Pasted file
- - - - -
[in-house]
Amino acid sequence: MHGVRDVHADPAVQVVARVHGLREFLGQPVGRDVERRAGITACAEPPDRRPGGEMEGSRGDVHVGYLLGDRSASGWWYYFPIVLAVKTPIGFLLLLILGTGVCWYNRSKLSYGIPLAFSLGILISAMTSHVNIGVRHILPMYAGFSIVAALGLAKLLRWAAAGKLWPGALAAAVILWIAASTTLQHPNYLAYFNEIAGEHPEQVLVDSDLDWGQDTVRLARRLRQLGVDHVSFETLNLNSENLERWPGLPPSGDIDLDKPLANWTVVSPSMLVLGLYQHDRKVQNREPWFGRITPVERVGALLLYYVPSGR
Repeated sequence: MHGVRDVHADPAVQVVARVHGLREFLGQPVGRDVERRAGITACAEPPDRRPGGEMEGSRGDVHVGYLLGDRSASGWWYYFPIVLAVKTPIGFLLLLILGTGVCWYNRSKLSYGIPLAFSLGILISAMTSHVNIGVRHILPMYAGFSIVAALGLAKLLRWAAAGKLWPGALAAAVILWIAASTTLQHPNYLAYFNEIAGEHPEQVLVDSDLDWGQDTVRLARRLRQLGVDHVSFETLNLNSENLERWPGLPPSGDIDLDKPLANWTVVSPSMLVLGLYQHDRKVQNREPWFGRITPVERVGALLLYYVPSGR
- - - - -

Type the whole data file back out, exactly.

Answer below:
[in-house]
Amino acid sequence: MHGVRDVHADPAVQVVARVHGLREFLGQPVGRDVERRAGITACAEPPDRRPGGEMEGSRGDVHVGYLLGDRSASGWWYYFPIVLAVKTPIGFLLLLILGTGVCWYNRSKLSYGIPLAFSLGILISAMTSHVNIGVRHILPMYAGFSIVAALGLAKLLRWAAAGKLWPGALAAAVILWIAASTTLQHPNYLAYFNEIAGEHPEQVLVDSDLDWGQDTVRLARRLRQLGVDHVSFETLNLNSENLERWPGLPPSGDIDLDKPLANWTVVSPSMLVLGLYQHDRKVQNREPWFGRITPVERVGALLLYYVPSGR
Repeated sequence: MHGVRDVHADPAVQVVARVHGLREFLGQPVGRDVERRAGITACAEPPDRRPGGEMEGSRGDVHVGYLLGDRSASGWWYYFPIVLAVKTPIGFLLLLILGTGVCWYNRSKLSYGIPLAFSLGILISAMTSHVNIGVRHILPMYAGFSIVAALGLAKLLRWAAAGKLWPGALAAAVILWIAASTTLQHPNYLAYFNEIAGEHPEQVLVDSDLDWGQDTVRLARRLRQLGVDHVSFETLNLNSENLERWPGLPPSGDIDLDKPLANWTVVSPSMLVLGLYQHDRKVQNREPWFGRITPVERVGALLLYYVPSGR